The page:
Ryonet | #PoweringThePrint
And we're back to Screen Printing Art 101! If you watched the video about making color separations in Adobe Illustrator, you'll want to watch our latest video as well. Screen Printing Expert Colin Huggins walks you through the process of creating the white underbase in Illustrator.
Huggins uses a three color design in the tutorial. The design has big open areas as well as tiny, intricate designs. Having the varying level of detail will help demonstrate the best way to create the underbase, no matter what art you're working with.
Of course, there are always keyboard shortcuts that are super helpful to know when making designs. Here are a few you should keep in your back pocket:
Insider's Note: Having a large monitor is extremely helpful! You'll have more space in the program to play around while still having easy access to all your tools.
Printing the wrong design or placing the design incorrectly is a costly mistake. To avoid this issue, Colin suggests putting as much information about the order on the film. Details like the date, where on the garment the design will be printed, mesh counts, colors, etc. It makes it easier for the printer and helps keep the process moving smoothly.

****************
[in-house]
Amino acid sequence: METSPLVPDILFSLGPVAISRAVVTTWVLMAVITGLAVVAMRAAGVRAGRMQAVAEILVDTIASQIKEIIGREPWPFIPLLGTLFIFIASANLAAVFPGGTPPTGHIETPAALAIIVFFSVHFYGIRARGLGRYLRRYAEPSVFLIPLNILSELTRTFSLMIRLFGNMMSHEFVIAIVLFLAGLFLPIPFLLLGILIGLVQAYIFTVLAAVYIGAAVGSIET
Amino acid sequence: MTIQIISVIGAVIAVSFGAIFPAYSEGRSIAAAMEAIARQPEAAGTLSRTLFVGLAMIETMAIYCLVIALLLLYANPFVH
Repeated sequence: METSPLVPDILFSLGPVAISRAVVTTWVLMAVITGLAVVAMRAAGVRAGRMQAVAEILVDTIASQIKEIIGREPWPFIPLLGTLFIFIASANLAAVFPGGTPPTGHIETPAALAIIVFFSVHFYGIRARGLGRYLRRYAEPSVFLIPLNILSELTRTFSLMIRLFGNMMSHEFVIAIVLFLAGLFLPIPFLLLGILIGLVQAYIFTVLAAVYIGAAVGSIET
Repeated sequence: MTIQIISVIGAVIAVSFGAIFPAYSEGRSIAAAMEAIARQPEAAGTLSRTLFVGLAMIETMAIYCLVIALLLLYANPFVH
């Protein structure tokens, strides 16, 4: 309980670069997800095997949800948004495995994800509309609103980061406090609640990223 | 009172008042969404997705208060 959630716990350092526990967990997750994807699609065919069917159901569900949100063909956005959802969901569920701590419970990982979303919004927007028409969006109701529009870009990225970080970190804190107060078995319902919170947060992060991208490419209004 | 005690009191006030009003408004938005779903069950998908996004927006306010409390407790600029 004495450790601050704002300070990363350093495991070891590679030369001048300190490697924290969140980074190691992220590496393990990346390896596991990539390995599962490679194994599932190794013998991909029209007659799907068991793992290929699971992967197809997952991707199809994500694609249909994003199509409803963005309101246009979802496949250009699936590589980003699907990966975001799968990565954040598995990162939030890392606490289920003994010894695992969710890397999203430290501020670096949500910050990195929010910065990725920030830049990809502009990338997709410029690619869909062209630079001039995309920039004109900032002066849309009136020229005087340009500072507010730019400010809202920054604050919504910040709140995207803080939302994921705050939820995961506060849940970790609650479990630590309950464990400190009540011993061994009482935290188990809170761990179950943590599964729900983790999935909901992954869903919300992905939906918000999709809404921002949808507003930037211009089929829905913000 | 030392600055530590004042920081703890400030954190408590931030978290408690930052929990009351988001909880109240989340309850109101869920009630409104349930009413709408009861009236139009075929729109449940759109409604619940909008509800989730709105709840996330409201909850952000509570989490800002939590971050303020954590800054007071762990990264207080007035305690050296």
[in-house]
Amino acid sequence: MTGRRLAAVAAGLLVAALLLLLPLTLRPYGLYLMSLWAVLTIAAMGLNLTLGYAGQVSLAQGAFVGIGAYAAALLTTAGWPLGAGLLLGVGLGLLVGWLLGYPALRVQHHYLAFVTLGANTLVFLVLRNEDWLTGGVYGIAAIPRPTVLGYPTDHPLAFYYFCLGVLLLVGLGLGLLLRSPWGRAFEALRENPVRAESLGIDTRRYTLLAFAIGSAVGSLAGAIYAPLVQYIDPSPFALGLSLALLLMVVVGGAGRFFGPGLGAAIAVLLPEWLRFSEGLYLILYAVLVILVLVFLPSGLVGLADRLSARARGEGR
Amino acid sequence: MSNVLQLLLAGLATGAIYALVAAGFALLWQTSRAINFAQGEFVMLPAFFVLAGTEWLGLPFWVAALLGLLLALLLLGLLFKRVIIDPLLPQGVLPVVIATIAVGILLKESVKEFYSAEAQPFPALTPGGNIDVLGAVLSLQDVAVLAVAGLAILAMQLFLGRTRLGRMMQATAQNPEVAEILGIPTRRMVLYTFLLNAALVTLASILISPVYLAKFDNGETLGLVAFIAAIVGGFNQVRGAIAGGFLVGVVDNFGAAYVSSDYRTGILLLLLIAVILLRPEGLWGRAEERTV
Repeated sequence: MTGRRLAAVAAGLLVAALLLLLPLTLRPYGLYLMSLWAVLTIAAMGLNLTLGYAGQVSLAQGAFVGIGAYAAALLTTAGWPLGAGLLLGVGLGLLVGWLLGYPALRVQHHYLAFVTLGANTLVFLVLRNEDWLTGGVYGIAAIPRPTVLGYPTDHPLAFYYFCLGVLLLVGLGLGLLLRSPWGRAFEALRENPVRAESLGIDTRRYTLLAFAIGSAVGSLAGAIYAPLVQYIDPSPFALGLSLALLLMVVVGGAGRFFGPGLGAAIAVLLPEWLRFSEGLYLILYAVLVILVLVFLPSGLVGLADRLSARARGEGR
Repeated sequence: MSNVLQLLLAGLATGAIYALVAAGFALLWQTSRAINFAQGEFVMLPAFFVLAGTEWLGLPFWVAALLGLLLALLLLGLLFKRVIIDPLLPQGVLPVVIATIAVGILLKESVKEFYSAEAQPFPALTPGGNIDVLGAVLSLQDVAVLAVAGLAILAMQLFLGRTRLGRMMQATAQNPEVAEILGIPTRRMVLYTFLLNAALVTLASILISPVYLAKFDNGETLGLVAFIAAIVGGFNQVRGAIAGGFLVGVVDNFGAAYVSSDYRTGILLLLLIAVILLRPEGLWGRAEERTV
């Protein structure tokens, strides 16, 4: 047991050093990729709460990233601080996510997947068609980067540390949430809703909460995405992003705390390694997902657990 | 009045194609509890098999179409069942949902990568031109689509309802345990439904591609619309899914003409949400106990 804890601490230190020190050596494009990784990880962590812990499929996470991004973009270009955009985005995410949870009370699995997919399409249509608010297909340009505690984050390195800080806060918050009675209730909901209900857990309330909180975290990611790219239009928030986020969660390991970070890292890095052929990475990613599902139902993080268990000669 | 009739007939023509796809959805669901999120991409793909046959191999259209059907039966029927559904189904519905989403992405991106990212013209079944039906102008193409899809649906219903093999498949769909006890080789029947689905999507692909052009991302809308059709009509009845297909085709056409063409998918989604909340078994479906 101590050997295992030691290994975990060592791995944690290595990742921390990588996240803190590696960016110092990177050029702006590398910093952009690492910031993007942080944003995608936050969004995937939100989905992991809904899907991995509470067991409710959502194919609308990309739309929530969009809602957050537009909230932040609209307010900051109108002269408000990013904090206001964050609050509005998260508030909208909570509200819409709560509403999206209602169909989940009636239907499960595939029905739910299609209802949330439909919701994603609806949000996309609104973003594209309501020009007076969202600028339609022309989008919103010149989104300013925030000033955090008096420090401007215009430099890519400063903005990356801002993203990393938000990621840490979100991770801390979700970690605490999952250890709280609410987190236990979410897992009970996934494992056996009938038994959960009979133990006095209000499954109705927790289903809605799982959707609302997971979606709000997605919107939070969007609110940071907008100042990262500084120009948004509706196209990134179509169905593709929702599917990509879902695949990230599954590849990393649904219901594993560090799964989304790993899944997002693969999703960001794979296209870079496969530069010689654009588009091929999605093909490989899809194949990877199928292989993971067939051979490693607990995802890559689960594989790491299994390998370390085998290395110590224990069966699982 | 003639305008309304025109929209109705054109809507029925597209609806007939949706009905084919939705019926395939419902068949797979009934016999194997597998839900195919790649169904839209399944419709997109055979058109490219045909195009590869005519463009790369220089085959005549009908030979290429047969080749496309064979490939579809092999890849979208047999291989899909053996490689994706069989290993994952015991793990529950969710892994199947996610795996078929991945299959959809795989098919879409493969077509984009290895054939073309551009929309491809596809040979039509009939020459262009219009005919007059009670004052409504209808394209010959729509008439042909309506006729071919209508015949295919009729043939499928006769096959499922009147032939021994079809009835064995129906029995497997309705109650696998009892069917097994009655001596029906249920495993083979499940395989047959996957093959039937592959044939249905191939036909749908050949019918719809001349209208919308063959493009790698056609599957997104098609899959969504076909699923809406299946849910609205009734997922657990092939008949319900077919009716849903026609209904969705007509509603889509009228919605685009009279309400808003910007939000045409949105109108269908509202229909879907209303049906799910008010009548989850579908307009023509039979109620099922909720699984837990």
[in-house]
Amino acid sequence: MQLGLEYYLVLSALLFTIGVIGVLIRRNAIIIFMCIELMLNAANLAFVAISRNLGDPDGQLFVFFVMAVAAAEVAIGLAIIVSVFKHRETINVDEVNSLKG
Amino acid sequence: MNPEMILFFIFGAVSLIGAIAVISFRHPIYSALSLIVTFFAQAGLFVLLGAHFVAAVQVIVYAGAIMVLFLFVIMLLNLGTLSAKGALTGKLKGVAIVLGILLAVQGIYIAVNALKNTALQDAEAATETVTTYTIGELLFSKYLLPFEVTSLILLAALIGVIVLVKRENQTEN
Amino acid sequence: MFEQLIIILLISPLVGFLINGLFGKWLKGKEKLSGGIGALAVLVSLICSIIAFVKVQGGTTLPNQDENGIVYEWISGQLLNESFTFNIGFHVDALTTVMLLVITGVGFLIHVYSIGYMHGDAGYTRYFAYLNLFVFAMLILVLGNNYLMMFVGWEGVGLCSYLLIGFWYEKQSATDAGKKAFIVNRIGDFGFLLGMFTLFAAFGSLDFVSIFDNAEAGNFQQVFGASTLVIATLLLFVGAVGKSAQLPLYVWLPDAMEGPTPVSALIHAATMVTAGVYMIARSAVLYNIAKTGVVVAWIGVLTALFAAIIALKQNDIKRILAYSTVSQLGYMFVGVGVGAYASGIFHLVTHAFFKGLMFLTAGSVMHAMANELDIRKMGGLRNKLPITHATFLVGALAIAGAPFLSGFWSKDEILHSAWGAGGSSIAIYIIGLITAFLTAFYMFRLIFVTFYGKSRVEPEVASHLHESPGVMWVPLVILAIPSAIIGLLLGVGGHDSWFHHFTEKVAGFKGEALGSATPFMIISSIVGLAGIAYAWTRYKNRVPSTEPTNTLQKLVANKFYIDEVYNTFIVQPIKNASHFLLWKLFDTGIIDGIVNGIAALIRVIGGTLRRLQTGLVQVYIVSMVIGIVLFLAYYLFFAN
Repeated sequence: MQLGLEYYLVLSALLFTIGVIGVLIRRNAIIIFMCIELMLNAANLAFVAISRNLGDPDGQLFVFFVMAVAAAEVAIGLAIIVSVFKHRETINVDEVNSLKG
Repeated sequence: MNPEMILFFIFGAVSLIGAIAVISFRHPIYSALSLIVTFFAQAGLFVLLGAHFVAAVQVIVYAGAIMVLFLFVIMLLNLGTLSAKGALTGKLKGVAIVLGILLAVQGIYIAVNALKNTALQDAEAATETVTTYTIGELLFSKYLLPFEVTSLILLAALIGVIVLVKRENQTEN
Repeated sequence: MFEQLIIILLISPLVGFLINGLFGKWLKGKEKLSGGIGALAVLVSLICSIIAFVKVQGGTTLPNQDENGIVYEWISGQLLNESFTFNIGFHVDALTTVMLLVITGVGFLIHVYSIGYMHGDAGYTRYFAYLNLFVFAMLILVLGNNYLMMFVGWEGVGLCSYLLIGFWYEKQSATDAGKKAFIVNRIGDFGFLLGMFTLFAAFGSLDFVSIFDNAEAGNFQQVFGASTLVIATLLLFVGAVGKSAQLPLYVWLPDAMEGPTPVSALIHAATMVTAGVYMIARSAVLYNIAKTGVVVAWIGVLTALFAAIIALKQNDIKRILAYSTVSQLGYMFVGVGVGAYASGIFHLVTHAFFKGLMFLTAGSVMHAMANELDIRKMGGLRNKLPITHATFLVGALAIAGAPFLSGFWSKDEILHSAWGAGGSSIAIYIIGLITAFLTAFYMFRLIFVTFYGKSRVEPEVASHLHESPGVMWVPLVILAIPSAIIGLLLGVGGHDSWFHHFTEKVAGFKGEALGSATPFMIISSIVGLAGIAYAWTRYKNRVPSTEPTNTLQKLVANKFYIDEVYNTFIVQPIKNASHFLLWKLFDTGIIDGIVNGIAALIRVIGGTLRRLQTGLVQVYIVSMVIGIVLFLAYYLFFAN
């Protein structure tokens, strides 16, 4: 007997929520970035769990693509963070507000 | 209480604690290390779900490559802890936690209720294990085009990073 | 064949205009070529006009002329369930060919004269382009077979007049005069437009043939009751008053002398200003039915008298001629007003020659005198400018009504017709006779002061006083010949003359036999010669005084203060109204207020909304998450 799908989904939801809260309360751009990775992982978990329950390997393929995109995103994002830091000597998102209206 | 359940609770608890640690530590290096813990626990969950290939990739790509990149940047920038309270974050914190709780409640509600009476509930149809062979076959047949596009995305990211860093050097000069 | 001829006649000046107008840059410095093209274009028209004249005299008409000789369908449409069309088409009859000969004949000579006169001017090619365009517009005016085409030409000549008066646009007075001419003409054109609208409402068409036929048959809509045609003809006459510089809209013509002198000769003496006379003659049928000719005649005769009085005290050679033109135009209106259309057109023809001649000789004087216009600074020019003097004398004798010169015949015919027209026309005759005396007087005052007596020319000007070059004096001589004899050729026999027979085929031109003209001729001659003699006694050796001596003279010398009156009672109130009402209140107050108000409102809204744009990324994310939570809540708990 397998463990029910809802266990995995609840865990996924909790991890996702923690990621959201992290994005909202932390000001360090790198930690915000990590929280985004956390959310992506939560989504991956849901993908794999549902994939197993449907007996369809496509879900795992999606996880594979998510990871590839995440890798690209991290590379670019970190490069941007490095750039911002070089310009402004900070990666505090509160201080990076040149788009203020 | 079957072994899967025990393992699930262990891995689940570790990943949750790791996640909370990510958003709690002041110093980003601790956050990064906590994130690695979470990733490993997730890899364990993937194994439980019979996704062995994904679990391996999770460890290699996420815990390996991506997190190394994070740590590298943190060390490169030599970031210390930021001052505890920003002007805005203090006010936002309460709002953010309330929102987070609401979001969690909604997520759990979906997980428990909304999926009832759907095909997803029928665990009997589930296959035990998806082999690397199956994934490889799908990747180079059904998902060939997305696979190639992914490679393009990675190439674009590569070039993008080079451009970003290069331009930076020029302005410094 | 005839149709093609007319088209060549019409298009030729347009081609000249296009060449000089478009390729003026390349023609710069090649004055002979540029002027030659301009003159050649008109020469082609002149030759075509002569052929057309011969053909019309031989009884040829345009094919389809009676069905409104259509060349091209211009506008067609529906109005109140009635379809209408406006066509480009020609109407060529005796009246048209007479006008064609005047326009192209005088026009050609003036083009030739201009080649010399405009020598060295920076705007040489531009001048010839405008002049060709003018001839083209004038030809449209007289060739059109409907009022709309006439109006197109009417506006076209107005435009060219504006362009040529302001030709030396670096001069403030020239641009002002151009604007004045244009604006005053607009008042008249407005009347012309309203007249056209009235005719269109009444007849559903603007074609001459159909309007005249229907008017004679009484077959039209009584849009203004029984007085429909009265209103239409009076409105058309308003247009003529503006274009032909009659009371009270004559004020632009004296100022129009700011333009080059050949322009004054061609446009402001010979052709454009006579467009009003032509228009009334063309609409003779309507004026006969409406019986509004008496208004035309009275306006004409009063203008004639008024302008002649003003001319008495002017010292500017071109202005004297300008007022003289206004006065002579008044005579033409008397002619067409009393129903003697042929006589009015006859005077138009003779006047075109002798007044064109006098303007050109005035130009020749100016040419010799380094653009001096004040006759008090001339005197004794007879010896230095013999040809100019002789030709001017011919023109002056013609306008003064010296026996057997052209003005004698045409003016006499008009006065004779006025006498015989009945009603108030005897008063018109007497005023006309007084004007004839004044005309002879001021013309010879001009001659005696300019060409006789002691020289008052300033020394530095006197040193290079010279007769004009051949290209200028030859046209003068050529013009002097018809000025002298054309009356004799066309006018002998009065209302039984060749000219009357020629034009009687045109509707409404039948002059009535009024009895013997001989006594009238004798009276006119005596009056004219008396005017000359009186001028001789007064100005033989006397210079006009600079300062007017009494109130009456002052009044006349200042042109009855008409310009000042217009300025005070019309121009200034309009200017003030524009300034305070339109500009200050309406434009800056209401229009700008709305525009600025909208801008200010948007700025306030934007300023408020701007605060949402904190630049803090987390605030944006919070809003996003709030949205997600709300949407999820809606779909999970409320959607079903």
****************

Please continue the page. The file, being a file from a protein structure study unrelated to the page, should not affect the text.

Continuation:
When it comes to registration marks, it's up to you to decide what'll help you register perfectly and easily on press. Colin likes using 1 pt thickness for his registration marks because it helps him see when he's off quickly. Using 2 or 3 pt thickness makes it less obvious when registration is off.
Before making the white base, you need to clearly separate each color. With Colin's design, there are areas of it that need to be filled. Parts of the design overlap with other aspects, so those areas need to be merged in order for the white base to be made correctly. Here are the steps to follow to clearly define each color:
Time to make the underbase. Let's look at the steps Colin takes to achieve this goal:
As you see, Colin ran into a little issue. One aspect of the design did not apply to the white base. The program recognizes this area as an empty space; therefore, it noted the area as zero fill, zero stroke. That's actually a helpful hint for you. All you need to do is go to the menu on the left of your screen, select the color swatches that say Zero Fill and Zero Stroke. Go to Select, hover the cursor over Same, click Fill & Stroke. Select the layer and delete it.
When printing white underbases, printers do not want the white base to show on the print. To make sure that it doesn't happen, the white base needs to be slightly smaller than the design so that the colors can cover the edge of the white base. What you'll need to do is choke the white base. To choke the base, make the stroke not as thick as the strokes on the colors. If the strokes on the colors are one point, try 0.5 for the underbase.
Congrats, you now know how to make the perfect white underbase! I know, that was a lot of information. If you have any questions, please don't hesitate to reach out to us. We're here to help. Either email us at firstname.lastname@example.org or call at 1-800-314-6390.